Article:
Extragalactic gamma-ray background from AGN winds and star-forming galaxies in cosmological galaxy-formation models

A. Lamastra, N. Menci, F. Fiore, L. A. Antonelli, S. Colafrancesco, D. Guetta, A. Stamerra

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29 Scopus citations


We derive the contribution to the extragalactic gamma-ray background (EGB) from active galactic nuclei (AGN) winds and starforming galaxies by including a physical model for the γ-ray emission produced by relativistic protons accelerated by AGN-driven and supernova-driven shocks into a state-of-the-art semi-analytic model of galaxy formation. This is based on galaxy interactions as triggers of AGN accretion and starburst activity and on expanding blast waves as the mechanism to communicate outwards the energy injected into the interstellar medium by the active nucleus. We compare the model predictions with the latest measurement of the EGB spectrum performed by the Large Area Telescope (LAT) on board the Fermi Gamma-ray Space Telescope (Fermi) in the range between 100 MeV and 820 GeV. We find that AGN winds can provide ∼35 ± 15% of the observed EGB in the energy interval E = 0:1-1 GeV, for ∼73 ± 15% at E = 1-10 GeV, and for ∼60 ±20% at Ey ≤10 GeV. The AGN wind contribution to the EGB is predicted to be larger by a factor of ∼3-5 than that provided by star-forming galaxies (quiescent plus starburst) in the hierarchical clustering scenario. The cumulative γ-ray emission from AGN winds and blazars can account for the amplitude and spectral shape of the EGB, assuming the standard acceleration theory, and AGN wind parameters that agree with observations. We also compare the model prediction for the cumulative neutrino background from AGN winds with the most recent IceCube data. We find that for AGN winds with accelerated proton spectral index p = 2:2-2.3, and taking into account internal absorption of γ-rays, the Fermi-LAT and IceCube data could be reproduced simultaneously.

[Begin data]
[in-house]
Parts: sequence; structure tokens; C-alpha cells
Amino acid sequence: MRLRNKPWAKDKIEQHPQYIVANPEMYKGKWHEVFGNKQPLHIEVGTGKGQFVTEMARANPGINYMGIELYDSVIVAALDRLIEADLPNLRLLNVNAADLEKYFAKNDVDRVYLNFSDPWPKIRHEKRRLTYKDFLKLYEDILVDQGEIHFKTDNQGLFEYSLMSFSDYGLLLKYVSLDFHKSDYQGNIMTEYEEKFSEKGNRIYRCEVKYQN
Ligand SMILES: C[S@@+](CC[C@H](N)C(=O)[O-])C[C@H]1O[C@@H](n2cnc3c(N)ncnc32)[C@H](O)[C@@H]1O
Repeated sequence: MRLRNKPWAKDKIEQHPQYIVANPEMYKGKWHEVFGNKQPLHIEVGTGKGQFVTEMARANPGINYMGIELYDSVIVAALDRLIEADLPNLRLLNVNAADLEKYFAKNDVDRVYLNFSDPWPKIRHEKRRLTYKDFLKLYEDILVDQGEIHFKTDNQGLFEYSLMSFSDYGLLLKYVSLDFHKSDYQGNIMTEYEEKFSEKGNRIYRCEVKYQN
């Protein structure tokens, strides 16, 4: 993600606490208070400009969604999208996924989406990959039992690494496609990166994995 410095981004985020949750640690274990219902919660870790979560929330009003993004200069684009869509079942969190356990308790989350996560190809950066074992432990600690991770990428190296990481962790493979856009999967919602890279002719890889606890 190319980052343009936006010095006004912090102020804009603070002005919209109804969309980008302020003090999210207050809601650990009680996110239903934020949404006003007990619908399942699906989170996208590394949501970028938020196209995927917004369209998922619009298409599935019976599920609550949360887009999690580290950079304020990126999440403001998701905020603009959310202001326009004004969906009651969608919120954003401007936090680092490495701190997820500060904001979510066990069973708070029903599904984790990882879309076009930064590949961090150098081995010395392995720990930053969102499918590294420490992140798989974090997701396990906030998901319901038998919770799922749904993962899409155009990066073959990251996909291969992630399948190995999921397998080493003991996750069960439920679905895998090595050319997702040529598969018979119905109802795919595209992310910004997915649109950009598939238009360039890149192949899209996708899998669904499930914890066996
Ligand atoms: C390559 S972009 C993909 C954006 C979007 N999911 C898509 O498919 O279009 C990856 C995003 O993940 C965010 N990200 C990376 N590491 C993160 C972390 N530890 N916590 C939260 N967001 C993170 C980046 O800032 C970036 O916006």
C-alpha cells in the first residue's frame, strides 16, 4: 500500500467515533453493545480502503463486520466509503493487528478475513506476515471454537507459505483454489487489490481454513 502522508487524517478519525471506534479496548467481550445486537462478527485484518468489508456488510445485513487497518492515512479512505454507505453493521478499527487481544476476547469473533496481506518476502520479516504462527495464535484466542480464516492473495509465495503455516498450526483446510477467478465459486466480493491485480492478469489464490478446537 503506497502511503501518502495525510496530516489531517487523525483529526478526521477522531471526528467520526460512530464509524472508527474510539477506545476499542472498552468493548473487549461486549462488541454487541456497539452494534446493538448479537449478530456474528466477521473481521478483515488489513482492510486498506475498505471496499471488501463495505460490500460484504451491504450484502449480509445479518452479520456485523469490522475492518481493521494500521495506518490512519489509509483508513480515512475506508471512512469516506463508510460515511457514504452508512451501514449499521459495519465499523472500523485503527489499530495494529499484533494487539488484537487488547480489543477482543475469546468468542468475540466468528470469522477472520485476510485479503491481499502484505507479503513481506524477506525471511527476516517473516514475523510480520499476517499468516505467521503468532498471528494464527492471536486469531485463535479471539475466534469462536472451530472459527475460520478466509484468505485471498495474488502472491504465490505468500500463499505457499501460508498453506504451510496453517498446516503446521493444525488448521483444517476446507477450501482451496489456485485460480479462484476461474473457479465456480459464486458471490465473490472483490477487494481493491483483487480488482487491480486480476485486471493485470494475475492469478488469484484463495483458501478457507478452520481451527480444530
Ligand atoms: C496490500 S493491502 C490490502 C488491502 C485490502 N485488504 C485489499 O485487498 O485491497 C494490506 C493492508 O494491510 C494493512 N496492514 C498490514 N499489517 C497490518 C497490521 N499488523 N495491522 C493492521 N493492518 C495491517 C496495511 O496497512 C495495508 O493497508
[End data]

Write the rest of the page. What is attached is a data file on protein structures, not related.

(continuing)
Original languageEnglish
Article numberA18
JournalAstronomy and Astrophysics
StatePublished - 30 Oct 2017


  • galaxies: active
  • galaxies: evolution
  • galaxies: formation


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